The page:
I'm partial to the Marine Corps' Benelli M-4 but the civilian version carries a price tag of around $1400. My brother-in-law recently bought a Mossberg Maverick for around $120(?). It felt like a much cheaper quality firearm and only held two rounds in the magazine, but some of the same aftermarket parts for the Mossberg 500 fit the Maverick. It may be an excellent starter shotgun if the barrels are also interchangeable, I would definitely do my research before buying one though. I doubt that they hold much resale value.

    Just remember not to shoot a rifled slug through your mod. choke barrel, it severely degrades the performance of your choke. I've run into several military guys and average joes who didn't know what a choke was or how it worked. At one time, I was that guy. hence the word of caution.
     
  10. gmaster456

    gmaster456 New Member

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    The maverick only held 2 rounds because the manufacturer puts a wooden dowel in the magazine to adhere to individual states hunting laws. Its very simple to remove and once you do, you can hold up to 5 shells in the magazine. As for not firing slugs through a mod choke, in my opinion, thats just hearsay. I have had no issues with the performance on my choke after firing rifled slugs out if it and accuracy was fine. I also know many people who do the same with no problems.
     
  11. Gatoragn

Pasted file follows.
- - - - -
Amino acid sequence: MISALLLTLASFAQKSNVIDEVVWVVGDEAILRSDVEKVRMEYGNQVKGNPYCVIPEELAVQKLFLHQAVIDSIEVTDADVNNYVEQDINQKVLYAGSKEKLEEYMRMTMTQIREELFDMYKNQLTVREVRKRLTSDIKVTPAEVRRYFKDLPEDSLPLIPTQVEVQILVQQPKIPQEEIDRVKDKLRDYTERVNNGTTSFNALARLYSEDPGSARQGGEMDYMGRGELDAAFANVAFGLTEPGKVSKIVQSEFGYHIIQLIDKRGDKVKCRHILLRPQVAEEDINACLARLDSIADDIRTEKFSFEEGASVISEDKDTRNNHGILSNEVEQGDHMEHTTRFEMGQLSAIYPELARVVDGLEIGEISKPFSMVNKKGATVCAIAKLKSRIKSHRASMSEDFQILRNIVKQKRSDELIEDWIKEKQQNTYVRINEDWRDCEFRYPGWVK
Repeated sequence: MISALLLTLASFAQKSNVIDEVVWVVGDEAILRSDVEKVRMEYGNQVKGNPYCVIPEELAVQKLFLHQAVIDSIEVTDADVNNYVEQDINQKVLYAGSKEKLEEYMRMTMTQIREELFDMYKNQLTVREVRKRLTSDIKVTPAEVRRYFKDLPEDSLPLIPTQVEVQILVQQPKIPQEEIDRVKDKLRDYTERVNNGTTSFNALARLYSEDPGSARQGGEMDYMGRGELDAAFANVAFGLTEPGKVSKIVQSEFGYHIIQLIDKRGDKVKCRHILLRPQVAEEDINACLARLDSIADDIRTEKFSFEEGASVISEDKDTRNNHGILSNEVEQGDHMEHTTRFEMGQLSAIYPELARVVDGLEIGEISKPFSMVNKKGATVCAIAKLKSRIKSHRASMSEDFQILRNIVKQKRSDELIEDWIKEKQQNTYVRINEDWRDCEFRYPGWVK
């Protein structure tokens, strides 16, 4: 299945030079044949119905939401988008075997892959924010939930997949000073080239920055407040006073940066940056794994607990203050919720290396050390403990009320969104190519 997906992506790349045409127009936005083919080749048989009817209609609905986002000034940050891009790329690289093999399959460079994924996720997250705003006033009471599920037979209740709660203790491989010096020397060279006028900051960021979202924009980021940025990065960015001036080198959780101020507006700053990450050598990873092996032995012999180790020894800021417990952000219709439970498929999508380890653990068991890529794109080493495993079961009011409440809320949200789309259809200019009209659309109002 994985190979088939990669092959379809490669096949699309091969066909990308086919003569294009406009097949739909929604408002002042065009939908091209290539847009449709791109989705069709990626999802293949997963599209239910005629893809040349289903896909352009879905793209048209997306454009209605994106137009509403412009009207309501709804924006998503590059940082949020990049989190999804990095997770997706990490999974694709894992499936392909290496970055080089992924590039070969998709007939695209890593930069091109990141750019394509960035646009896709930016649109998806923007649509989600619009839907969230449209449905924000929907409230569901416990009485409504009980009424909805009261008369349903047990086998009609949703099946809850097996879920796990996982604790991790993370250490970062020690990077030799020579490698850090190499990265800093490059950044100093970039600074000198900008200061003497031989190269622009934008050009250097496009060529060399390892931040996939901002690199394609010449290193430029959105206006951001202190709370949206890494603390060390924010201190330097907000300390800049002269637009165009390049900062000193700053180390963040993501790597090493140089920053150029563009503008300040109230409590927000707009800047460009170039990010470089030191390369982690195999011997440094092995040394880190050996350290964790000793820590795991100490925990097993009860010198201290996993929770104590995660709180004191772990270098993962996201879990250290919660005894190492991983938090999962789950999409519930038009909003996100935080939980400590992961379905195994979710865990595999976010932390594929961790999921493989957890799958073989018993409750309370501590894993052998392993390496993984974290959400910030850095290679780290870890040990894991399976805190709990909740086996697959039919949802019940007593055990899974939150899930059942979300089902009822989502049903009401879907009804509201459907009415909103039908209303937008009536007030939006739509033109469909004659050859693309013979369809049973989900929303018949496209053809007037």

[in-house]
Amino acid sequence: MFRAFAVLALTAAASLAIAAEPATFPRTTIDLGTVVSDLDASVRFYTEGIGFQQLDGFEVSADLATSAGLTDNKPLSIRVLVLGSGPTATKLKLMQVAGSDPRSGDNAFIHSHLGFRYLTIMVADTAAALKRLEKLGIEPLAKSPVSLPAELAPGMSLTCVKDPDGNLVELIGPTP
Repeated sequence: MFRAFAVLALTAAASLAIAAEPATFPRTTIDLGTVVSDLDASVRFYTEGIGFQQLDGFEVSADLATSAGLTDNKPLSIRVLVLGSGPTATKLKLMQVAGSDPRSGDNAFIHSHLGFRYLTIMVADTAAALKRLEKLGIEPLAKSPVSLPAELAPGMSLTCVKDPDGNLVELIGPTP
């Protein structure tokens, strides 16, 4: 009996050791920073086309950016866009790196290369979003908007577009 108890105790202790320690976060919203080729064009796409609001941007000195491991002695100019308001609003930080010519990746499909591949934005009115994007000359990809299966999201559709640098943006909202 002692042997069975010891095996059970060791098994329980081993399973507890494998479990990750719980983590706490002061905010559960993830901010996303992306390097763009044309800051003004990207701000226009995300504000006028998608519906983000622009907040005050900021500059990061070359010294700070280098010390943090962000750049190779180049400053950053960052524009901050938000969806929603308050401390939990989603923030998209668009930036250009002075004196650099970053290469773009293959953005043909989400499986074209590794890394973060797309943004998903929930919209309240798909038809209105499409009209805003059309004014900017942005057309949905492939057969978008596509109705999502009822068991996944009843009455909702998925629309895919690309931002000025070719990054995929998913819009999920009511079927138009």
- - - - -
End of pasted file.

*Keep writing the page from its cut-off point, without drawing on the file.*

Gatoragn Active Member

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    You can get a Franchi or Beretta in that price range.
     
  12. gmaster456

    gmaster456 New Member

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    Remington 870 Pros:
    -Cheaper starting price Price
    -More Accessories
    -Many Configurations
    -Reliable Workhorse

    Remington 870 Cons:

    -Shell elevator can pinch your fingers when loading the gun
    -Lower end models don't have very good quality finish, causing the gun to easily rust
    -You have to bring the action back a little bit harder to eject a shell

    Benelli Supernova Pros:
    -Better layout (personal)
    -Lockable shell elevator (Won't get your fingers pinched loading shells)
    -Nicer Action (My opinion)
    -3 1/2 chamber gives you more versatility. And unlike some other guns that accept 3 1/2 shells, this one will also reliably cycle 2 3/4 loads
    -Push button shell stop (allows you to eject a shell from the chamber, and place another one in the chamber, with out the magazine feeding out another shell as well, causing the firearm to jam)
    -Reliable

    Benelli Supernova cons:
    -Higher Starting Price
    -Less accessories
    -You can't swap out stocks
    -Expensive Barrels

    Really you can't go wrong with either gun and its mostly just a matter of preference. Hope this helps.